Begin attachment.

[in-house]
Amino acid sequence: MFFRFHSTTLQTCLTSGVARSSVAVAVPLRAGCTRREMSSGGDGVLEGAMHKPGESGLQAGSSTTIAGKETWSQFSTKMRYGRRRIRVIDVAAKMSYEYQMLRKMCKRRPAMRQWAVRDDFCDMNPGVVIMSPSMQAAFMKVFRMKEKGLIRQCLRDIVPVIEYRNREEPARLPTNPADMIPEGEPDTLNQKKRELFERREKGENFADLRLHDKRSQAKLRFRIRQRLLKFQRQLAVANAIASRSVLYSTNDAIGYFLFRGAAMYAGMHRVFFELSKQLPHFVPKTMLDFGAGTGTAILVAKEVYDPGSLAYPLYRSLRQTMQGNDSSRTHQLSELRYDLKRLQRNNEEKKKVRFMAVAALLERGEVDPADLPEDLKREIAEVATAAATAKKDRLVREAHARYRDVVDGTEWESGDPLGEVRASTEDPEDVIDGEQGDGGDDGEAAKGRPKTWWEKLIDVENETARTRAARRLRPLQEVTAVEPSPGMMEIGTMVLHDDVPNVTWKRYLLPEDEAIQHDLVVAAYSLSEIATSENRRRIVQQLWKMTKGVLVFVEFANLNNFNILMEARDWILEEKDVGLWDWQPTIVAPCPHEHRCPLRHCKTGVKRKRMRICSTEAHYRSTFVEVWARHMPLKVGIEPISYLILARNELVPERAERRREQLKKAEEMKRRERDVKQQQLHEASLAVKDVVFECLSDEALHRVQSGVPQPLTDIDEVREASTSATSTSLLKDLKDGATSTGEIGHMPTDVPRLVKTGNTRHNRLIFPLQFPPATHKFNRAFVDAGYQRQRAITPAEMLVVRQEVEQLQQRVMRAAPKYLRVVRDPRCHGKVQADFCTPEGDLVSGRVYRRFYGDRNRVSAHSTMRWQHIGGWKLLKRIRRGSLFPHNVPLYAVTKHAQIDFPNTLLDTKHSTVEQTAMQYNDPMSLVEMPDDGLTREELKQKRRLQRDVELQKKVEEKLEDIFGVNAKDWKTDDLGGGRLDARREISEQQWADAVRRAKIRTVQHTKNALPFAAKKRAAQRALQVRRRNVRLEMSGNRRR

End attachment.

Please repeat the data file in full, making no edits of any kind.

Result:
[in-house]
Amino acid sequence: MFFRFHSTTLQTCLTSGVARSSVAVAVPLRAGCTRREMSSGGDGVLEGAMHKPGESGLQAGSSTTIAGKETWSQFSTKMRYGRRRIRVIDVAAKMSYEYQMLRKMCKRRPAMRQWAVRDDFCDMNPGVVIMSPSMQAAFMKVFRMKEKGLIRQCLRDIVPVIEYRNREEPARLPTNPADMIPEGEPDTLNQKKRELFERREKGENFADLRLHDKRSQAKLRFRIRQRLLKFQRQLAVANAIASRSVLYSTNDAIGYFLFRGAAMYAGMHRVFFELSKQLPHFVPKTMLDFGAGTGTAILVAKEVYDPGSLAYPLYRSLRQTMQGNDSSRTHQLSELRYDLKRLQRNNEEKKKVRFMAVAALLERGEVDPADLPEDLKREIAEVATAAATAKKDRLVREAHARYRDVVDGTEWESGDPLGEVRASTEDPEDVIDGEQGDGGDDGEAAKGRPKTWWEKLIDVENETARTRAARRLRPLQEVTAVEPSPGMMEIGTMVLHDDVPNVTWKRYLLPEDEAIQHDLVVAAYSLSEIATSENRRRIVQQLWKMTKGVLVFVEFANLNNFNILMEARDWILEEKDVGLWDWQPTIVAPCPHEHRCPLRHCKTGVKRKRMRICSTEAHYRSTFVEVWARHMPLKVGIEPISYLILARNELVPERAERRREQLKKAEEMKRRERDVKQQQLHEASLAVKDVVFECLSDEALHRVQSGVPQPLTDIDEVREASTSATSTSLLKDLKDGATSTGEIGHMPTDVPRLVKTGNTRHNRLIFPLQFPPATHKFNRAFVDAGYQRQRAITPAEMLVVRQEVEQLQQRVMRAAPKYLRVVRDPRCHGKVQADFCTPEGDLVSGRVYRRFYGDRNRVSAHSTMRWQHIGGWKLLKRIRRGSLFPHNVPLYAVTKHAQIDFPNTLLDTKHSTVEQTAMQYNDPMSLVEMPDDGLTREELKQKRRLQRDVELQKKVEEKLEDIFGVNAKDWKTDDLGGGRLDARREISEQQWADAVRRAKIRTVQHTKNALPFAAKKRAAQRALQVRRRNVRLEMSGNRRR